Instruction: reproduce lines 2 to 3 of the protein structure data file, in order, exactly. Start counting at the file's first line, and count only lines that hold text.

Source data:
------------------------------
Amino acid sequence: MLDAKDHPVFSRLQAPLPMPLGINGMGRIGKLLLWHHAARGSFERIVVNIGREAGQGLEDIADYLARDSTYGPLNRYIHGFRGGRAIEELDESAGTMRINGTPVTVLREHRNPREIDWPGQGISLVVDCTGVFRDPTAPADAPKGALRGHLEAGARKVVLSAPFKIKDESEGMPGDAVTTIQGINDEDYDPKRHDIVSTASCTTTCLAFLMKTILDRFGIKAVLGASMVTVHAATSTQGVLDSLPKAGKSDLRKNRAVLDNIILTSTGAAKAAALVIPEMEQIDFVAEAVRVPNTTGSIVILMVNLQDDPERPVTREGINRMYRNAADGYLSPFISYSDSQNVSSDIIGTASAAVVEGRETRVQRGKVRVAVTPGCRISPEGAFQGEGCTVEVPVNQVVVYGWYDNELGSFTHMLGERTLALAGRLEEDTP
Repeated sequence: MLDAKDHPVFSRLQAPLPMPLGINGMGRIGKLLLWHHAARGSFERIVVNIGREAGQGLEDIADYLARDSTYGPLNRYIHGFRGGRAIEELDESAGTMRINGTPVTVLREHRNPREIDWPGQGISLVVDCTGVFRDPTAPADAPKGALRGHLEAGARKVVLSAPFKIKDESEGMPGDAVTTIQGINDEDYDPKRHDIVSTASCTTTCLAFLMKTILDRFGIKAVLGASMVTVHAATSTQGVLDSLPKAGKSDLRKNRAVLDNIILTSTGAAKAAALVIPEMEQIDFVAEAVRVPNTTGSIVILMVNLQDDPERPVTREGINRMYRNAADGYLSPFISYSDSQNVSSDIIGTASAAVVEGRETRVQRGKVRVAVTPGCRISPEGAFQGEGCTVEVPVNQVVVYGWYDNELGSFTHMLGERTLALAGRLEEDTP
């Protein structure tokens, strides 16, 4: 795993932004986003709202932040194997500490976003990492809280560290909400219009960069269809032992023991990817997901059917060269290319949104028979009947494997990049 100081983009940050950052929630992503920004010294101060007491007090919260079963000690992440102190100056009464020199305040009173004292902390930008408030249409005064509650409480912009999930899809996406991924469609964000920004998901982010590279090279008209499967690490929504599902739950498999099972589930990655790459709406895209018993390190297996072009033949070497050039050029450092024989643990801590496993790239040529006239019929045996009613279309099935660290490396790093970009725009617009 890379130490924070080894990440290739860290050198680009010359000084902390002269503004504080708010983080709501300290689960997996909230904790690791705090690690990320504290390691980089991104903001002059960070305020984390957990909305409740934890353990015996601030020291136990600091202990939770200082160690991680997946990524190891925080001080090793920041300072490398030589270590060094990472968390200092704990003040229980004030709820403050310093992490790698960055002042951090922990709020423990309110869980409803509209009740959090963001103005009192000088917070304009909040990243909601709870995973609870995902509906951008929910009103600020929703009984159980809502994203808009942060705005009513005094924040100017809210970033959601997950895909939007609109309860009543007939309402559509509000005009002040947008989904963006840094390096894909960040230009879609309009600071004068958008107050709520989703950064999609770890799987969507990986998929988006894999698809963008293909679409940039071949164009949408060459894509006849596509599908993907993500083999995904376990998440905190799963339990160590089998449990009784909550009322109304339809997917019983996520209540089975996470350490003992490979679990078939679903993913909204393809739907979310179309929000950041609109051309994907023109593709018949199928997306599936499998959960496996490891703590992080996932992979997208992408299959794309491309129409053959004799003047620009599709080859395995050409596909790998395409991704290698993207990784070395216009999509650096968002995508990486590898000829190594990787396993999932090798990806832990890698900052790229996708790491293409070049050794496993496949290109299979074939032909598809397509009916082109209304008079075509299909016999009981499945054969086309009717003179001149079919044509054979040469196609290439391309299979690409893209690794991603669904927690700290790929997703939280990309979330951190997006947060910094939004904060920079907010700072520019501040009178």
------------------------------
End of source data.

Repeated sequence: MLDAKDHPVFSRLQAPLPMPLGINGMGRIGKLLLWHHAARGSFERIVVNIGREAGQGLEDIADYLARDSTYGPLNRYIHGFRGGRAIEELDESAGTMRINGTPVTVLREHRNPREIDWPGQGISLVVDCTGVFRDPTAPADAPKGALRGHLEAGARKVVLSAPFKIKDESEGMPGDAVTTIQGINDEDYDPKRHDIVSTASCTTTCLAFLMKTILDRFGIKAVLGASMVTVHAATSTQGVLDSLPKAGKSDLRKNRAVLDNIILTSTGAAKAAALVIPEMEQIDFVAEAVRVPNTTGSIVILMVNLQDDPERPVTREGINRMYRNAADGYLSPFISYSDSQNVSSDIIGTASAAVVEGRETRVQRGKVRVAVTPGCRISPEGAFQGEGCTVEVPVNQVVVYGWYDNELGSFTHMLGERTLALAGRLEEDTP
């Protein structure tokens, strides 16, 4: 795993932004986003709202932040194997500490976003990492809280560290909400219009960069269809032992023991990817997901059917060269290319949104028979009947494997990049 100081983009940050950052929630992503920004010294101060007491007090919260079963000690992440102190100056009464020199305040009173004292902390930008408030249409005064509650409480912009999930899809996406991924469609964000920004998901982010590279090279008209499967690490929504599902739950498999099972589930990655790459709406895209018993390190297996072009033949070497050039050029450092024989643990801590496993790239040529006239019929045996009613279309099935660290490396790093970009725009617009 890379130490924070080894990440290739860290050198680009010359000084902390002269503004504080708010983080709501300290689960997996909230904790690791705090690690990320504290390691980089991104903001002059960070305020984390957990909305409740934890353990015996601030020291136990600091202990939770200082160690991680997946990524190891925080001080090793920041300072490398030589270590060094990472968390200092704990003040229980004030709820403050310093992490790698960055002042951090922990709020423990309110869980409803509209009740959090963001103005009192000088917070304009909040990243909601709870995973609870995902509906951008929910009103600020929703009984159980809502994203808009942060705005009513005094924040100017809210970033959601997950895909939007609109309860009543007939309402559509509000005009002040947008989904963006840094390096894909960040230009879609309009600071004068958008107050709520989703950064999609770890799987969507990986998929988006894999698809963008293909679409940039071949164009949408060459894509006849596509599908993907993500083999995904376990998440905190799963339990160590089998449990009784909550009322109304339809997917019983996520209540089975996470350490003992490979679990078939679903993913909204393809739907979310179309929000950041609109051309994907023109593709018949199928997306599936499998959960496996490891703590992080996932992979997208992408299959794309491309129409053959004799003047620009599709080859395995050409596909790998395409991704290698993207990784070395216009999509650096968002995508990486590898000829190594990787396993999932090798990806832990890698900052790229996708790491293409070049050794496993496949290109299979074939032909598809397509009916082109209304008079075509299909016999009981499945054969086309009717003179001149079919044509054979040469196609290439391309299979690409893209690794991603669904927690700290790929997703939280990309979330951190997006947060910094939004904060920079907010700072520019501040009178």